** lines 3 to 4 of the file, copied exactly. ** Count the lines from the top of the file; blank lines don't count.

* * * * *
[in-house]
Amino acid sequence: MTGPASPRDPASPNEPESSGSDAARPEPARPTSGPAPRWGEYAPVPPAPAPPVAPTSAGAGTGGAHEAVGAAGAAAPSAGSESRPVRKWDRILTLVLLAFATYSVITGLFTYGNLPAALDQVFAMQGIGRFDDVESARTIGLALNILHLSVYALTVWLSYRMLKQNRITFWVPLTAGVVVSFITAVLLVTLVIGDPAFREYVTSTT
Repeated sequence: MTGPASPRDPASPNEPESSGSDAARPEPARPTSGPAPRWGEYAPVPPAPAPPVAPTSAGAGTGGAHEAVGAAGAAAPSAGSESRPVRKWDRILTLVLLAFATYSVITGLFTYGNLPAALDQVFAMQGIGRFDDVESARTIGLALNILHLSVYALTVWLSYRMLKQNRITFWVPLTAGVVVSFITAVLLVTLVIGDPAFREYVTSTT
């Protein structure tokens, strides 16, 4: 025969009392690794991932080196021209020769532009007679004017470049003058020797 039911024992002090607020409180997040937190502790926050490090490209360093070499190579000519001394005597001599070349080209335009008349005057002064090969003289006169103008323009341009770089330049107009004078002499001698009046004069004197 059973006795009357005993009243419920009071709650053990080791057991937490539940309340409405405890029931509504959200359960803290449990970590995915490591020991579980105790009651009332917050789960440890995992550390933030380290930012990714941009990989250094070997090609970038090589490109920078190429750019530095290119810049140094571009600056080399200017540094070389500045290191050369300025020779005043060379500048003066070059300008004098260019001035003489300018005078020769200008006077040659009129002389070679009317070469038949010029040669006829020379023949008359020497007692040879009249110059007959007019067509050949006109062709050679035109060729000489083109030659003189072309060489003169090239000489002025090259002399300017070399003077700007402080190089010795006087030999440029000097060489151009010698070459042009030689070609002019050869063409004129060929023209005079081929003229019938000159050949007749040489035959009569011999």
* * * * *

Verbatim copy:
Repeated sequence: MTGPASPRDPASPNEPESSGSDAARPEPARPTSGPAPRWGEYAPVPPAPAPPVAPTSAGAGTGGAHEAVGAAGAAAPSAGSESRPVRKWDRILTLVLLAFATYSVITGLFTYGNLPAALDQVFAMQGIGRFDDVESARTIGLALNILHLSVYALTVWLSYRMLKQNRITFWVPLTAGVVVSFITAVLLVTLVIGDPAFREYVTSTT
């Protein structure tokens, strides 16, 4: 025969009392690794991932080196021209020769532009007679004017470049003058020797 039911024992002090607020409180997040937190502790926050490090490209360093070499190579000519001394005597001599070349080209335009008349005057002064090969003289006169103008323009341009770089330049107009004078002499001698009046004069004197 059973006795009357005993009243419920009071709650053990080791057991937490539940309340409405405890029931509504959200359960803290449990970590995915490591020991579980105790009651009332917050789960440890995992550390933030380290930012990714941009990989250094070997090609970038090589490109920078190429750019530095290119810049140094571009600056080399200017540094070389500045290191050369300025020779005043060379500048003066070059300008004098260019001035003489300018005078020769200008006077040659009129002389070679009317070469038949010029040669006829020379023949008359020497007692040879009249110059007959007019067509050949006109062709050679035109060729000489083109030659003189072309060489003169090239000489002025090259002399300017070399003077700007402080190089010795006087030999440029000097060489151009010698070459042009030689070609002019050869063409004129060929023209005079081929003229019938000159050949007749040489035959009569011999």